It is against this backdrop that ethical investment is beginning to make a difference. As the global water crisis develops, companies will face increasing costs and pressure – from governments and consumers – to eradicate unsustainable water use. Furthermore, there are huge opportunities for those companies that are innovating and developing products and services that help – be that with water extraction and purification, distribution and consumption, or treatment and reuse.
Water is a prevalent theme for many of the ethical fund managers that we work with here at Investing Ethically, both in general funds and in commodity-specific ones. Funds are engaging with companies to encourage more robust management of water and the risks that this represents to their business. For example, Edentree has undertaken a major engagement exercise with water and waste utility companies, focussing on the poor health of our national rivers. They sought to better understand key issues such as pollution, biodiversity, and the use of nature-based solutions. Edentree has holdings in eight water companies across its funds and plans to use its research better to challenge under-performance and promote positive change in the industry.
Even more critically, ethical funds are preferentially selecting and investing in companies that are avoiding unsustainable water use; and those that are providing ‘water-friendly’ products and services. The list below is an example of some of the companies held by ethical funds that we work with:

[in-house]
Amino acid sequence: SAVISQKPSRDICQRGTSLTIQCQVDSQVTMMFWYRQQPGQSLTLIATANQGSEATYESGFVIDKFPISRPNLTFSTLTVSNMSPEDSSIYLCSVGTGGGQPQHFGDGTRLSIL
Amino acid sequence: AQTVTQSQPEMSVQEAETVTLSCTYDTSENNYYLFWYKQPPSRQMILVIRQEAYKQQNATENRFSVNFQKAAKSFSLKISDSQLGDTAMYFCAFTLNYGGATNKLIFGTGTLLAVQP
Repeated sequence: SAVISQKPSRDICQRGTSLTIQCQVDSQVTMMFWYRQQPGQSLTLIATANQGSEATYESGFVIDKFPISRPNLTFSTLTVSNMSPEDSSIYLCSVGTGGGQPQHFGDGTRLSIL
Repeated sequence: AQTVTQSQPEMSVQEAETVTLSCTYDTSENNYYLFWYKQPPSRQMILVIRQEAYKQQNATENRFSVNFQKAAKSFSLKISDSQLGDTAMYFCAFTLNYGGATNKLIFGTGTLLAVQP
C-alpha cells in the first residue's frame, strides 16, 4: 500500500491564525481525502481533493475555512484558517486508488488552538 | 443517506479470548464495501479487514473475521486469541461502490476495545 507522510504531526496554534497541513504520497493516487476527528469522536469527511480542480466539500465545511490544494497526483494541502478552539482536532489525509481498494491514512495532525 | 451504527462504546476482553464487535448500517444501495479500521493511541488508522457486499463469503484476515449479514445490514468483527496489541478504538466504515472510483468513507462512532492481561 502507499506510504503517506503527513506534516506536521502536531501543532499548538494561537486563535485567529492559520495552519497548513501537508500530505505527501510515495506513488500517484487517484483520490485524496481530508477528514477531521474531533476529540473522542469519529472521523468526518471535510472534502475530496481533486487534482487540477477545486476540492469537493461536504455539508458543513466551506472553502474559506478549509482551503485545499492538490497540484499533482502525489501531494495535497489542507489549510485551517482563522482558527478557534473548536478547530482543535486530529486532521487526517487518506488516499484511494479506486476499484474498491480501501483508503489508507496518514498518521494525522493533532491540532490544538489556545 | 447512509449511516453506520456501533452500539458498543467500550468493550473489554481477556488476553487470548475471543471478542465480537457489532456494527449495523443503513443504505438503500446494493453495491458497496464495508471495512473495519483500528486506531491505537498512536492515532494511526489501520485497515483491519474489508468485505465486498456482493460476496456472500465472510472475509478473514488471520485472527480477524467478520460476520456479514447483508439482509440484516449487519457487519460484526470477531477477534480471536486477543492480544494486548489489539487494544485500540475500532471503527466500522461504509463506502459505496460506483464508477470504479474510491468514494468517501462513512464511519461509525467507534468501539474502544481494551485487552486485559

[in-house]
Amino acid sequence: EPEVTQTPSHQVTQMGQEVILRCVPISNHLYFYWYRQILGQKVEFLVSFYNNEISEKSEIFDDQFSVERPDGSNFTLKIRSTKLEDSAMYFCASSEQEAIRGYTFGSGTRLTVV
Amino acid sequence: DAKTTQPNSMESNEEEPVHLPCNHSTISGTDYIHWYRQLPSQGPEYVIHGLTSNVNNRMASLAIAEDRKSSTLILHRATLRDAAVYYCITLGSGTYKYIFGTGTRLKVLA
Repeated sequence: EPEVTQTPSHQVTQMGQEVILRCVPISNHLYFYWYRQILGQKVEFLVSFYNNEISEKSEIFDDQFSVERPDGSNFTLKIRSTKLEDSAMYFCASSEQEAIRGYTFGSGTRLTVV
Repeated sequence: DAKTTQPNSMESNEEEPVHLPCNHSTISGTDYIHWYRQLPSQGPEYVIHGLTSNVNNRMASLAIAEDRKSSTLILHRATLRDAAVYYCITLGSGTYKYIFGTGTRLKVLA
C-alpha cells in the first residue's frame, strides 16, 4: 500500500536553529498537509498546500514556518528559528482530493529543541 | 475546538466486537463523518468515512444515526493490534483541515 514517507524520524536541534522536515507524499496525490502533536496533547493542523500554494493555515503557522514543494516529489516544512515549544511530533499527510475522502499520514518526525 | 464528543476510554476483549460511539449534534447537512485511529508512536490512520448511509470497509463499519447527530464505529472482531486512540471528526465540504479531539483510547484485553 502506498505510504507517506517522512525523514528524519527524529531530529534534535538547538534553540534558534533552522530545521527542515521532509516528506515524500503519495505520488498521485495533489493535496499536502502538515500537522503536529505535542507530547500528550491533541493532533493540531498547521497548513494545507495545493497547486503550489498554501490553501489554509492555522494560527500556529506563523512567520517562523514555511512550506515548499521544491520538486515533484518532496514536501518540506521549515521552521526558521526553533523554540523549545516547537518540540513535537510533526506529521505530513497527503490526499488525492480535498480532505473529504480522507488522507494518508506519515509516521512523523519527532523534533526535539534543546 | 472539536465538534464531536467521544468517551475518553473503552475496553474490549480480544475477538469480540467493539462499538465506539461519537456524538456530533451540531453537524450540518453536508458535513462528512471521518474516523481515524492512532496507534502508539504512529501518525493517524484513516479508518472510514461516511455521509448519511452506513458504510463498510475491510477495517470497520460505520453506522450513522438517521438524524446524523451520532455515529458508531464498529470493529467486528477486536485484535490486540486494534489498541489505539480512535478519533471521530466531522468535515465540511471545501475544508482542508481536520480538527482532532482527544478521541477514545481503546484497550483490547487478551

- Evoqua – whose products focus on water purification without relying on traditional chemical methods (to which some micro-organisms are now resistant). They have also developed ‘closed-loop’ solutions to help hydrogen production companies recycle water, reducing the production costs for this fossil-free fuel.
- Xylem – which develops products such as pumps, filtration devices, and UV treatment technologies.
- Advanced Drainage Systems (ADS) – which, as a market-leader in the production of thermoplastic pipes, facilitates the water industry’s move away from traditional concrete and steel (both more expensive and environmentally impactful). ADS is also the second largest recycler of plastic in North America, purchasing and processing some 250 million tons each year.
- Danaher – which has water quality businesses including McCrometer (flow meters to increase water use efficiency), Trojan (UV treatment systems for municipal water disinfection), Pall Water (membrane filtration technologies for wastewater), and OTT Hydromet (hydrologic sensors to monitor water levels and flooding).
In conclusion, the water crisis facing our world is complex, with political and economic factors compounded by climate and environmental emergencies. Fixing these problems will be very difficult but – as ethical investors – we are helping to support the innovation and change that will be imperative for success.
If you’ve like to find out more about how your investments could help tackle the global water crisis, or other challenges facing our world today, please do get in touch.
This article is for information purposes only. None of the content should be considered a personal recommendation to invest in any of the companies or funds listed. You should seek personal financial advice before considering investments.